It’s the statement that many survivors of intimate partner violence hear over and over again. But living together, marriage, children, and shared finances are often huge reasons that people in abusive relationships stay. It also requires lots of time and flexibility to meet with a lawyer, attend court, look for a new place to live, getting emotional support through counselling on top of working or going to school, looking after children (if there are any), house work and so on.
Impacted by the inheritance of debt and forced bankruptcies, even after leaving an abusive partner, many survivors struggle to eat, find a safe place to live, achieve goals, support their children and rebuild their lives.
In addition to physical and emotional abuse, almost all survivors also experience economic abuse in the relationship. Economic abuse usually means that when they leave, they leave with no money. BWSS has written extensively on economic abuse including information and resources on empowerment strategies. But more systemic supports need to be available.
So what can be done to alleviate this?
Recently, New Zealand passed legislation granting 10 days of paid leave to survivors of intimate partner violence, making New Zealand the second country in the world (the other is the Philippines) to have nationally mandated paid leave for survivors of intimate partner violence.
In Canada, only two provinces, Manitoba and Ontario offer paid time off for employees who experience intimate partner violence. In March of 2016, Manitoba was the first province in Canada to provide paid leave. Specifically, survivors will get five paid days (to be taken in one stretch or intermittently, when needed), five unpaid days and an additional 17-week unpaid period, if they need to flee and find a new place to live. Ontario followed Manitoba, providing employees with 10 full days of intimate partner violence or sexual violence leave every year and 15 weeks unpaid leave. In June of this year, New Brunswick also announced its plans to provide 5 days of paid leave.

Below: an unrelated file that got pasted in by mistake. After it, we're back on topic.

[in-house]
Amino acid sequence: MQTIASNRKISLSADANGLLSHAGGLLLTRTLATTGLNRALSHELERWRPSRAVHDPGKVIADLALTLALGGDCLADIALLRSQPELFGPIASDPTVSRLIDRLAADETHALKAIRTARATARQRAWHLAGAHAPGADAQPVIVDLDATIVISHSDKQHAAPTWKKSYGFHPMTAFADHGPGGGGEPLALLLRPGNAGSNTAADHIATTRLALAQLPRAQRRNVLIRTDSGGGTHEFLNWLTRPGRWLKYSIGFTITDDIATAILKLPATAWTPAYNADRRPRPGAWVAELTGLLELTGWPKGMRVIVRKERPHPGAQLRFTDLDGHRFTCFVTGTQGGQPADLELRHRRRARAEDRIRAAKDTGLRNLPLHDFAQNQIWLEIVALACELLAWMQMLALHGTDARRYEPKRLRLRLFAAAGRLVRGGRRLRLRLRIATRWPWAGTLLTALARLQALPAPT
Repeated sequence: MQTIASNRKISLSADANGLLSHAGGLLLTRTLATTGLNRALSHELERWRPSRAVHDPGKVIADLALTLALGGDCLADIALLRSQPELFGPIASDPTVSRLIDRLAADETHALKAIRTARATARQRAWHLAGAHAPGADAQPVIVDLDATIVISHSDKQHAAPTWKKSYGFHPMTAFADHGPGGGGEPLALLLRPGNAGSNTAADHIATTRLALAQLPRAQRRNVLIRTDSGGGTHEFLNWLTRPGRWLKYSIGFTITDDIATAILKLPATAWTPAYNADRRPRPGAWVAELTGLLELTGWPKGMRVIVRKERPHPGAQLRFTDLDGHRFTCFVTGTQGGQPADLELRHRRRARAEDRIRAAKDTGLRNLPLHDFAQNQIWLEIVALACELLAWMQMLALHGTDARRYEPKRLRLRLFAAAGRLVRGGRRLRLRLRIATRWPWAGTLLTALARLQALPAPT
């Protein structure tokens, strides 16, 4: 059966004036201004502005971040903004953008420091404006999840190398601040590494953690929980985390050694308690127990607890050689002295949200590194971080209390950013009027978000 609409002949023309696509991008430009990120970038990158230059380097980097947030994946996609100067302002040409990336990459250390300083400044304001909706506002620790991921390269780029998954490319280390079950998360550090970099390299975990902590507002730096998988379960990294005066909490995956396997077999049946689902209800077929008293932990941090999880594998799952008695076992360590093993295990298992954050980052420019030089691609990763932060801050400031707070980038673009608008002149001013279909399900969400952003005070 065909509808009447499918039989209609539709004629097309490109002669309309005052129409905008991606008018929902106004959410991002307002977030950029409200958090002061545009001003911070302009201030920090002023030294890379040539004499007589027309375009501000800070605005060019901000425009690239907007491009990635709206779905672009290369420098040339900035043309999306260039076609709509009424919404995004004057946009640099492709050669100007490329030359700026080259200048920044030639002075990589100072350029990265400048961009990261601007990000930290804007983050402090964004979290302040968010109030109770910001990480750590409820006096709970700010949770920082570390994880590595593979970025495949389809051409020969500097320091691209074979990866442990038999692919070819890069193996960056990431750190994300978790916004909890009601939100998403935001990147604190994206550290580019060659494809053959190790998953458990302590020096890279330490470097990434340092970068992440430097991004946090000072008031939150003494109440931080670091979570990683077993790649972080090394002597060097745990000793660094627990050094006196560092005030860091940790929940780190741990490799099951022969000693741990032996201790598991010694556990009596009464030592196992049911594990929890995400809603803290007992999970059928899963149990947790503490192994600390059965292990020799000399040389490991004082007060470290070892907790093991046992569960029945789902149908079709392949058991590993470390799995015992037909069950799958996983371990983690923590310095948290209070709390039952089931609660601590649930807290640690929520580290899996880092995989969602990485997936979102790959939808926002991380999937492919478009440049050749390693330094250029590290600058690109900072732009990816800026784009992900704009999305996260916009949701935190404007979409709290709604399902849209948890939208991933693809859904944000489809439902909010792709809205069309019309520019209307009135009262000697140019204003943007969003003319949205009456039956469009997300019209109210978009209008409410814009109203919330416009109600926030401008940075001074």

One control tactic used by abusive partners is disrupting their partners’ professional life: harassing them on the job or interfering with child-care plans so they can’t get to work. Estimates of survivors of intimate partner violence being bothered in some way by their abuser at work (eg. harassing phone calls) range from 36% to 75% and most survivors of intimate partner violence report that violence negatively affects their work performance . It also affects their ability to get to work, through physical restraint for example or physical and emotional violence that requires them to take time off and ultimately has led to job loss for 27% of survivors in Canada .
For many survivors in crisis, having a job can be a lifeline. This is why a survivor’s job is incredibly important because it is essential to their ability to create a new life. But, intimate partner violence is a hard thing to bring up with an employer, particularly if the victim feels they could lose their job at any time. Many employers believe that violence in intimate relationships is an individual issue and is none of their business. 90% of domestic violence incidents will be disclosed to a co-worker (Ontario Safety Association 2009.) As a result many survivors feel like the violence they’re experiencing is somehow their own fault. Policies like the ones passed in Manitoba and Ontario send a message to survivors that “we care about you, believe you and it’s not your fault”.
BWSS is pleased to share that we will be working with the Hospital Employees’ Union (HEU) of B.C. on September 5 and 6, 2018. The workshops are for experienced stewards who want to know how to identify intimate partner violence and how to support those HEU members who are experiencing violence.
 Swanberg JE, Logan T, Macke C. Intimate partner violence, employment, and the workplace. Trauma Violence Abuse. 2005;6:286–312. [PubMed]
 Logan TK, Shannon L, Cole J, et al. Partner stalking and implications for women’s employment. J Interpers Violence. 2007;22:268–291.